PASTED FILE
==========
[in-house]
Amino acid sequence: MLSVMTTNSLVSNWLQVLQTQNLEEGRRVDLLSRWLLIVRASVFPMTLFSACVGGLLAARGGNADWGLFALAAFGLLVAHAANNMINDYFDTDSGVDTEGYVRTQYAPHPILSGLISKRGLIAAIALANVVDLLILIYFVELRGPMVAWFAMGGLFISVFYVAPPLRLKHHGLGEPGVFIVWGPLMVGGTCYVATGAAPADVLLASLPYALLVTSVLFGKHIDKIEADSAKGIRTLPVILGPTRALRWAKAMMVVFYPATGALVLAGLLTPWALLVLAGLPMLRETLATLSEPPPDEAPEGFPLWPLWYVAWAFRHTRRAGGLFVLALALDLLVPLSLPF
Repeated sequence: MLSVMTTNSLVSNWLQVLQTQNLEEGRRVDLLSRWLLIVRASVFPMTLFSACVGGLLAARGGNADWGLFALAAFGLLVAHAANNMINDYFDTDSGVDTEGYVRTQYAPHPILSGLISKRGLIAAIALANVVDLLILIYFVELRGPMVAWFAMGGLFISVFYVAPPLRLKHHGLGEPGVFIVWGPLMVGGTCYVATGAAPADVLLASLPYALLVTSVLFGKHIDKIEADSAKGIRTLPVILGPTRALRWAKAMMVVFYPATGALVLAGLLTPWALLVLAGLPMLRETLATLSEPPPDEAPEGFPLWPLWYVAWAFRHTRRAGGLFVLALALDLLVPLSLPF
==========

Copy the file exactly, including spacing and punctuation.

[in-house]
Amino acid sequence: MLSVMTTNSLVSNWLQVLQTQNLEEGRRVDLLSRWLLIVRASVFPMTLFSACVGGLLAARGGNADWGLFALAAFGLLVAHAANNMINDYFDTDSGVDTEGYVRTQYAPHPILSGLISKRGLIAAIALANVVDLLILIYFVELRGPMVAWFAMGGLFISVFYVAPPLRLKHHGLGEPGVFIVWGPLMVGGTCYVATGAAPADVLLASLPYALLVTSVLFGKHIDKIEADSAKGIRTLPVILGPTRALRWAKAMMVVFYPATGALVLAGLLTPWALLVLAGLPMLRETLATLSEPPPDEAPEGFPLWPLWYVAWAFRHTRRAGGLFVLALALDLLVPLSLPF
Repeated sequence: MLSVMTTNSLVSNWLQVLQTQNLEEGRRVDLLSRWLLIVRASVFPMTLFSACVGGLLAARGGNADWGLFALAAFGLLVAHAANNMINDYFDTDSGVDTEGYVRTQYAPHPILSGLISKRGLIAAIALANVVDLLILIYFVELRGPMVAWFAMGGLFISVFYVAPPLRLKHHGLGEPGVFIVWGPLMVGGTCYVATGAAPADVLLASLPYALLVTSVLFGKHIDKIEADSAKGIRTLPVILGPTRALRWAKAMMVVFYPATGALVLAGLLTPWALLVLAGLPMLRETLATLSEPPPDEAPEGFPLWPLWYVAWAFRHTRRAGGLFVLALALDLLVPLSLPF